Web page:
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The Hives Are Back With LEX HIVES

Back in the early 2000’s there seemed to be a glut of “The” bands.  You couldn’t turn on the radio without hearing from The Vines, The White Stripes, The Strokes, or The Hives.  These bands were all part of something that was called the “Garage Revival” by some and at the time I found it a bit annoying, to be honest (the “The” part, not the music).  Anyway, the parade of garage rock bands ended and rock went back to the underground.  Thinking about it still kinda bums me out.  I wish the Garage Revival of the early 00’s hadn’t been a fad; I wish the kids today really loved down-and-dirty rock.  But here we are, a decade later, and all that’s left are the memories.  The Vines are still kicking around, but it took them an extra year to release their latest album FUTURE PRIMITIVE here in the States (and no one bought it). The White Stripes have disbanded, crushed by the sheer brilliance and professional-ADD of Jack White and crippled by Meg’s stage fright.  The Strokes recently got back together and cobbled together a new album, but I’m afraid they’re doing their best work in their solo albums at this juncture.

So that just leaves The Hives.

I remember thinking when  VENI VIDI VICIOUS was first released that of all the “The” bands, The Hives were the weakest.  Don’t get me wrong,  I really liked “Hate To Say I Told You So,” but I just didn’t see any future for their aggressive brand of Swedish garage punk.  And while VENI VIDI VICIOUS has some good moments (“Die, All Right!”, “Main Offender,” and the cover of “Find Another Girl”) I wasn’t bowed over by it.  I thought we’d never hear from them again.  In fact, to show you just how wrongheaded I was at the time (or just how much bands can surprise you)  of all the groups I’ve just listed, I thought The Vines were going to have the biggest career (yes, even bigger than The White Stripes).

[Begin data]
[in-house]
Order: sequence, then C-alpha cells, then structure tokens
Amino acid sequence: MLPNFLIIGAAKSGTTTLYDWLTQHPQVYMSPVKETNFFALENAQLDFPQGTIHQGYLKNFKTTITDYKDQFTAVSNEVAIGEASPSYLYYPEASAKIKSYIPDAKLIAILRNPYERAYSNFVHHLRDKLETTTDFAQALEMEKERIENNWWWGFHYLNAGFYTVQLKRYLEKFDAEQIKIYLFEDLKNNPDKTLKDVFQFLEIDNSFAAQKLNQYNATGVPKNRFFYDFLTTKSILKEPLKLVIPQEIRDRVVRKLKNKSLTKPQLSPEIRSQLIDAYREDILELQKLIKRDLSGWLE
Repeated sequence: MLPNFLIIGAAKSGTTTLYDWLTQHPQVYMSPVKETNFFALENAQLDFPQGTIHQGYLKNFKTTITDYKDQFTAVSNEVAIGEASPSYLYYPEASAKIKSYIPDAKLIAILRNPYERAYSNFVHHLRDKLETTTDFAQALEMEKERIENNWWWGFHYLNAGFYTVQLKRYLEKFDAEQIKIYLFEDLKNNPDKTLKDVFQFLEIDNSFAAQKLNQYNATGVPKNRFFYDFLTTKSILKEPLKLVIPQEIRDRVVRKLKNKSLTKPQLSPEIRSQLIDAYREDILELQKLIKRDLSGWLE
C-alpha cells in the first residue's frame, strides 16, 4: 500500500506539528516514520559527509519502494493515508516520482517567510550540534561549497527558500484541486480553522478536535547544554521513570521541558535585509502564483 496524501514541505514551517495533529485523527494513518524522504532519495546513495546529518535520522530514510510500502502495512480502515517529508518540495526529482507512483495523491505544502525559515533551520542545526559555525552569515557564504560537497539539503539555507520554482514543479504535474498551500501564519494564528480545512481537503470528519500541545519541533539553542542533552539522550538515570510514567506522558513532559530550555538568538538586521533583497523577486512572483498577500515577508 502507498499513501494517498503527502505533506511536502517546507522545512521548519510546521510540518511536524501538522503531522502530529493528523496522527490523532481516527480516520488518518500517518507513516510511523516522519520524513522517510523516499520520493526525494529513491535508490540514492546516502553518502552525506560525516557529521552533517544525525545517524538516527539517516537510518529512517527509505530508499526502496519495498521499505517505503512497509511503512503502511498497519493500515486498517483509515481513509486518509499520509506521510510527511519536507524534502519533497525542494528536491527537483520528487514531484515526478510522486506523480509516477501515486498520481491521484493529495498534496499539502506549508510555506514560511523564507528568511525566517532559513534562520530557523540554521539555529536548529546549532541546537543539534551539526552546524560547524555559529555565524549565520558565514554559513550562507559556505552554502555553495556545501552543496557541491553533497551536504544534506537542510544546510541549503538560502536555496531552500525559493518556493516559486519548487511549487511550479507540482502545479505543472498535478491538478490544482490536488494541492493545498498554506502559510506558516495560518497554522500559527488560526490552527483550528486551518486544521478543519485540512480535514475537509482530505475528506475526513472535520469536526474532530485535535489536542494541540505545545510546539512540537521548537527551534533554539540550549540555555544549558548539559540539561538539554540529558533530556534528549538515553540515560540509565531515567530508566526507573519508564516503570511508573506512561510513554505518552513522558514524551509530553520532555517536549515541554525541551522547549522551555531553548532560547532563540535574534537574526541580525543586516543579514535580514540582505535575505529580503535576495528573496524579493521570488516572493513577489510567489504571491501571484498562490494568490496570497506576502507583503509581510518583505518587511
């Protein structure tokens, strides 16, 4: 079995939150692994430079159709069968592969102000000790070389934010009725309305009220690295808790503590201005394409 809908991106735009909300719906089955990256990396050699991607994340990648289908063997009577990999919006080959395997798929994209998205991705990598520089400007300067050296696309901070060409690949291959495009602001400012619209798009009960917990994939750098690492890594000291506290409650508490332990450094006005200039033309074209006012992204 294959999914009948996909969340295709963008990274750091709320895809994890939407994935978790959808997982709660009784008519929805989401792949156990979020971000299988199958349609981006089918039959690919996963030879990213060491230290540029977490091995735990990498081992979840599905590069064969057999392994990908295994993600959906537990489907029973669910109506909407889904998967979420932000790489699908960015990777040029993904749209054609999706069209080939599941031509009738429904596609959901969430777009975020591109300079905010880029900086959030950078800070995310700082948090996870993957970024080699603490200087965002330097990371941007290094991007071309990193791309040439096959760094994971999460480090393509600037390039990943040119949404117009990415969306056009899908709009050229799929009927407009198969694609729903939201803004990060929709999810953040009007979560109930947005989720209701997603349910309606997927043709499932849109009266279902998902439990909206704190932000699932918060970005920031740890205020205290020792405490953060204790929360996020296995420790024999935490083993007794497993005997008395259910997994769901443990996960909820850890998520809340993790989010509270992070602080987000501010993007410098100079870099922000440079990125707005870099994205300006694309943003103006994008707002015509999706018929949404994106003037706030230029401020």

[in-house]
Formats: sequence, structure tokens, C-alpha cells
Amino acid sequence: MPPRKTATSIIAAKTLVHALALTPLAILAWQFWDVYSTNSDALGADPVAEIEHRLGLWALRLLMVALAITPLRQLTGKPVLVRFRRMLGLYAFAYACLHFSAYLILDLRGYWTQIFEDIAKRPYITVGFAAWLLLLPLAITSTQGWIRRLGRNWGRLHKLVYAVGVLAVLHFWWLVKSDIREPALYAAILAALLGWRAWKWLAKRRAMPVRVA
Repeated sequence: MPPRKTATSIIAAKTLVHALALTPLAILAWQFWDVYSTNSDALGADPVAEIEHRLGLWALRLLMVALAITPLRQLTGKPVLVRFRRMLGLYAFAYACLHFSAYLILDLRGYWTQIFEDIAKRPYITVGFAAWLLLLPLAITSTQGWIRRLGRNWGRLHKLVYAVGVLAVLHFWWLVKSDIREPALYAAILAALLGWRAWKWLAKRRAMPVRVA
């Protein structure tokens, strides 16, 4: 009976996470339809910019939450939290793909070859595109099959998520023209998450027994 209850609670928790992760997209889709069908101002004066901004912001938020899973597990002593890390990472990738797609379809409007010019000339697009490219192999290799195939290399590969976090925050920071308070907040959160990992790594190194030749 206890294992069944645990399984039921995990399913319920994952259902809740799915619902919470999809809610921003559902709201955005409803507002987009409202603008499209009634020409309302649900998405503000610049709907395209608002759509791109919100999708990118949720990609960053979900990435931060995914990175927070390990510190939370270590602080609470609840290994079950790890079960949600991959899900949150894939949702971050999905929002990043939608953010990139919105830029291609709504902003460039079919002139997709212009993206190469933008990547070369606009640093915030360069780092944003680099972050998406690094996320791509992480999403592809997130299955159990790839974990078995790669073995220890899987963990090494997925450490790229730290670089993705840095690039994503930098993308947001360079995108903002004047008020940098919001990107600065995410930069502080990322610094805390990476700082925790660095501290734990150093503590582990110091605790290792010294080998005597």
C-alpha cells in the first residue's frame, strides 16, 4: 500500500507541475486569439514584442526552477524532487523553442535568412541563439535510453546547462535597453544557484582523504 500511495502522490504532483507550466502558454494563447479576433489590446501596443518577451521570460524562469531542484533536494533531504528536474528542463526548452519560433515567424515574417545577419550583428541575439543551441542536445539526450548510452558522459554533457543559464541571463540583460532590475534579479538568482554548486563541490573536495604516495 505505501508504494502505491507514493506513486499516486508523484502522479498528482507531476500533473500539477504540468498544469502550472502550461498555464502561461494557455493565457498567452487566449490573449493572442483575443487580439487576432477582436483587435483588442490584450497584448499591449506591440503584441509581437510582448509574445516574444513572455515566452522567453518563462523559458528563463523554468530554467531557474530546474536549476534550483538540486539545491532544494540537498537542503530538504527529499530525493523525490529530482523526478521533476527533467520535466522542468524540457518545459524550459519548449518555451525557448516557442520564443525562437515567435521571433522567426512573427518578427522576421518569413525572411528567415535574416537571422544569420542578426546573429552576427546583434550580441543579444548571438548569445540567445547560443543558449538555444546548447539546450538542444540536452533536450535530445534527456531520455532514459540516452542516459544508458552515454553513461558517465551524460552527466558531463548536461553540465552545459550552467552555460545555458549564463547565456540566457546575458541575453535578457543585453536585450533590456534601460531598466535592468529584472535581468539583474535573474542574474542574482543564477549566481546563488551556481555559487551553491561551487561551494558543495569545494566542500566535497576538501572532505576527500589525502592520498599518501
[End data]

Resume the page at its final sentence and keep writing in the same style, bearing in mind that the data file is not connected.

Then in 2004 I was listening to Little Stevens Underground Garage radio program (while at work) and he dropped “Abra Cadaver” and “Dead Quote Olympics” upon my unsuspecting brain.  That year The Hives released TYRANNOSAURUS HIVES, which I still consider to this day to be the band’s best album.  It was just like VENI VIDI VICIOUS but tight and more refined.  It was weird, but less-European (no funny foreign-languages in the song titles).  The longest song on that record is the single “Walk Idiot Walk” which just barely manages to clock in at 3:31.  I love pretty much everything about TYRANNOSAURUS HIVES all the way down to the super ridiculous bolo ties the band sports on the album cover.


The Hives forumla is simple, but effective: guitar hook, stomping drum beat, shouty vocals, clap-clap.